I shy away from talking about the emotional symptoms of my illnesses simply because there’s still a perception amongst some people that M.E. is a psychological disease and I don’t want to re-enforce that myth. The slightest hint that being chronically ill affects my mood and I can hear the “I told you she was depressed” whispers from my bed.
Of course being chronically ill affects your emotions. You’d be inhuman if it didn’t. The boredom, the isolation, the frustration, the hopelessness, the wearing never-ending struggle with pain, nausea, dizziness, exhaustion, weakness and 50 other symptoms sucks. But I am not depressed. I had clinical depression throughout most of my teens, I know what that feels like and know for sure I don’t have it now. Being fed up, overwhelmed, at my wit’s end and downright sodding miserable some of the time is not depression – it’s a normal reaction to a shitty situation.
However, my illnesses can and do cause physically-induced “emotional” responses. When mast cells degranulate they affect neurotransmitters like dopamine and seratonin, both of which affect mood. The subsequent increase in heart rate, widening of blood vessels, drops and surges in blood pressure and production of adrenaline cause feelings of intense anxiety. These symptoms mimic a panic attack, which was the diagnosis I was given for years every time I reacted to a drug even though I didn’t have anxiety at any other time. If only I’d had my tryptase levels measured during one of these events we would have known it was an allergy response driven by my immune system, but the second you’re given a psychological label the medical profession stop looking for a physical cause.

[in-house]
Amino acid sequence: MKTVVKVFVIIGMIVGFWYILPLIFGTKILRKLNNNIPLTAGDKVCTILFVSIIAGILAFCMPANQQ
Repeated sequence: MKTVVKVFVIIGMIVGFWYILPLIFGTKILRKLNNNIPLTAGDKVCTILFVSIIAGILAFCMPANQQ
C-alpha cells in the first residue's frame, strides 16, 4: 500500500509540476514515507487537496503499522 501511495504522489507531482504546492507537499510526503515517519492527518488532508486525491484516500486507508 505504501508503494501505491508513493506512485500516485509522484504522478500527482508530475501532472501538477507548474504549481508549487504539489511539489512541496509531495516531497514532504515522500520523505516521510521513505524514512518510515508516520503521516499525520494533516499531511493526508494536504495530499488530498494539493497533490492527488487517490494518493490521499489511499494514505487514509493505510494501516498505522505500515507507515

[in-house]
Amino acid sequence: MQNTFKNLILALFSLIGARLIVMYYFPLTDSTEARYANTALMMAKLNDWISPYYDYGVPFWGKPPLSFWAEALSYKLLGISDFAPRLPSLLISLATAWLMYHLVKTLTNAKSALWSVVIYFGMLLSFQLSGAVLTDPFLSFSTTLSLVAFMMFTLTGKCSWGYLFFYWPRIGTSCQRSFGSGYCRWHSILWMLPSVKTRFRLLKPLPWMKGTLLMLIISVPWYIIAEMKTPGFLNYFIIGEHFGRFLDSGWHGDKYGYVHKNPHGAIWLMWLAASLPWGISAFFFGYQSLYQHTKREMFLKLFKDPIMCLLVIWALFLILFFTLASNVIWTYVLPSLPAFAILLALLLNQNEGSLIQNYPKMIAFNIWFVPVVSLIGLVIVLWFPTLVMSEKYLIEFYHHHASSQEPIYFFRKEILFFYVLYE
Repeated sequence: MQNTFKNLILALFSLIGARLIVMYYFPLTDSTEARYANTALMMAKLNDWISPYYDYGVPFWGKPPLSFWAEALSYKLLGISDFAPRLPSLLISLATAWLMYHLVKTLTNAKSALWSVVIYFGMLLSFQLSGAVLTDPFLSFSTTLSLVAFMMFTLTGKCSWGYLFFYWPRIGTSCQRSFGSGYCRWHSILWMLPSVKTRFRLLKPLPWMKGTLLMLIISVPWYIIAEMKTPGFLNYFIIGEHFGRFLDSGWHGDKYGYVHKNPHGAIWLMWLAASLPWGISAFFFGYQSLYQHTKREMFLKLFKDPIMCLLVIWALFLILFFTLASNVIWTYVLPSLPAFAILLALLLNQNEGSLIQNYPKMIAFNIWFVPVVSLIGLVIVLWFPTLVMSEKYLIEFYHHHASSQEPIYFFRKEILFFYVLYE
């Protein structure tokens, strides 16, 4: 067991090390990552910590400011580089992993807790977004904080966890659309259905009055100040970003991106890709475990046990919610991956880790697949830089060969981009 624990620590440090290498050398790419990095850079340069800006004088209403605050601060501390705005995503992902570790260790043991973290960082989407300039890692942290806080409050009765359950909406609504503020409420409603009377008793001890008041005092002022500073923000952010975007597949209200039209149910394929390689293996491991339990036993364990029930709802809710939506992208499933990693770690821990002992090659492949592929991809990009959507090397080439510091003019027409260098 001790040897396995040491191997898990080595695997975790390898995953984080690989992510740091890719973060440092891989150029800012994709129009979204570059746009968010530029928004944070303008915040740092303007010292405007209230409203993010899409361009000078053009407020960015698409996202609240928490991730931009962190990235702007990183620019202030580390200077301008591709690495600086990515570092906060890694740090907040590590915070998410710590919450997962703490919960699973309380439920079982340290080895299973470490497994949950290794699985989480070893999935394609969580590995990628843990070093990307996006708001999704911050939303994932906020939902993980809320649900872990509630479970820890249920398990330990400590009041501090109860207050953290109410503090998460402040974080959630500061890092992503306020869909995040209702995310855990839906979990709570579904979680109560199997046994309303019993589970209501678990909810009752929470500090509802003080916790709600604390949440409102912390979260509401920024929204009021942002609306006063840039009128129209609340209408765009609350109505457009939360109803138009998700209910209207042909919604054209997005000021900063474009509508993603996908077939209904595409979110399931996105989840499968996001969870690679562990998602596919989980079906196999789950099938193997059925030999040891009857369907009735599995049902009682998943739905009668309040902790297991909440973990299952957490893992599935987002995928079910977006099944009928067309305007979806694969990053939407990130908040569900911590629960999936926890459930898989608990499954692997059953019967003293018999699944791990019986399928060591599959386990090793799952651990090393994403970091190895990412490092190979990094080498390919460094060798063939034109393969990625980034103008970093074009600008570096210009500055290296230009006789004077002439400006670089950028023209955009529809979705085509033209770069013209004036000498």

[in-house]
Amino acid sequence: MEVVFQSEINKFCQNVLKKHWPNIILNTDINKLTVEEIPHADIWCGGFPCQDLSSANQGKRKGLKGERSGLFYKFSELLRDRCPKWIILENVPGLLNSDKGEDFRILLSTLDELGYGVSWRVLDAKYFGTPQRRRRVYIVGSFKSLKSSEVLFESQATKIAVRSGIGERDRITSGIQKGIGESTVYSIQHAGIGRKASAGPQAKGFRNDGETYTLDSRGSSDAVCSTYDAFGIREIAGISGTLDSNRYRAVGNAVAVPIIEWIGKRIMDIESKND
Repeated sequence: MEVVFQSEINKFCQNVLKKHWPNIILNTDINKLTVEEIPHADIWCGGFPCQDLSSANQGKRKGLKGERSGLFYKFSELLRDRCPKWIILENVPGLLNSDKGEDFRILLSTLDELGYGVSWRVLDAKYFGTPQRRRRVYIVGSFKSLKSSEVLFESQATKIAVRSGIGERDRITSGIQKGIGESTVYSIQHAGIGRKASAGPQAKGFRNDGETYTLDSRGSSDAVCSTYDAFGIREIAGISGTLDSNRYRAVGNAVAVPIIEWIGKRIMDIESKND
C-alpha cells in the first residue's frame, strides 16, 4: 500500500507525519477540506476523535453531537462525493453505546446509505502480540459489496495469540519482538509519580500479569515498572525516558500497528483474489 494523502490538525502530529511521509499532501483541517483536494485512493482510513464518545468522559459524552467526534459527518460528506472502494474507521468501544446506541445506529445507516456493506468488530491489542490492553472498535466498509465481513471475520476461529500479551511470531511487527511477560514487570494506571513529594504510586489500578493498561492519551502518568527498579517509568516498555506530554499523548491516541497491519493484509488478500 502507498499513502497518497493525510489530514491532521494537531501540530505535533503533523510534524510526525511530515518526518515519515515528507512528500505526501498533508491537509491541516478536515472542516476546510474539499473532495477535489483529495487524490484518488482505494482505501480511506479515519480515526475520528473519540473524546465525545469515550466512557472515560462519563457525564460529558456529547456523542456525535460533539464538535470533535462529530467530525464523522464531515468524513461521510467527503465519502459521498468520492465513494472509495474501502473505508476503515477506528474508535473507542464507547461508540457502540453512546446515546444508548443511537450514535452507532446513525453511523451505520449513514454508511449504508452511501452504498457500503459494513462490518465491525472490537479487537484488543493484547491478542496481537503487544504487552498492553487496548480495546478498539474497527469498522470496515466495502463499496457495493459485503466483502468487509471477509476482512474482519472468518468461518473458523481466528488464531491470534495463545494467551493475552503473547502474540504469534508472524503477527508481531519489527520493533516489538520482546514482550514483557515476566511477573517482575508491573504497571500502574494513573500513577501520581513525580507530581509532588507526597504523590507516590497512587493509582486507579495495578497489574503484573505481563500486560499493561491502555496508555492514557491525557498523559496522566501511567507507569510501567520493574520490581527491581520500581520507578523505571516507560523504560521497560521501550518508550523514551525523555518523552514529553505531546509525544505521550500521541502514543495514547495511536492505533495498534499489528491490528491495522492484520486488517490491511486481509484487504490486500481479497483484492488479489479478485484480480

My M.E. causes what’s termed “emotional lability”, a spectrum of emotional symptoms which vary from patient to patient and which are found in many other neurological diseases eg. Multiple Sclerosis, Motor Neurone and Parkinson’s. I find my own personal emotional lability really hard to describe. When I’m over-tired I initially feel flat and un-emotional. I often go pale and become monosyllabic. I then start to feel weepy, like I could suddenly just burst into tears for no good reason. I find it difficult to cope with decisions or the slightest stress. I can become intensely irritable and snappy. It’s a bit like having sudden onset PMT over which I have absolutely no control. The only thing which makes me feel better is complete rest, lying down in bed in the quiet, often for several hours.
Emotional lability has a physical cause. Treating it with anti-anxiety meds or anti-depressants isn’t the best solution – you have to look at the physical reason and treat that. I know if I do too much I risk being an emotional wreck for a few hours, which is why pacing when you have M.E. and not doing the whole “boom and bust” thing is so important. I know if I have a mast cell reaction I’m going to feel like I’ve popped a couple of speed pills. When I could tolerate H1 anti-histamines they really helped but sadly now I react to them I just have to ride the reaction-induced-anxiety out, although I find having a nice warm bath does help along with distraction techniques like doing some crocheting (after I’ve stopped puking, shaking and fainting obviously 😉 ).
After all these years I still find the symptoms of emotional lability hard to handle and difficult to admit to for fear of being thought nuts. For me they come on really quickly – one minute I’m feeling fine, the next I feel like I’m going to collapse in a heap on the floor sobbing my heart out like someone’s died. Or in the case of a mast cell reaction, one minute I’m fine the next I’m pacing the floor like a raving loony tunes and feeling like I want to rip my skin off.
The good thing for me about emotional lability is that it passes. Unlike depression which follows you around every second of every day like a huge dark cloud, the symptoms of EL are transient and will go when I’ve rested enough or when my mast cells have stopped having a hissy fit. I just have to remind myself of this fact when I’m in the middle of a melt down which is oftentimes easier said than done!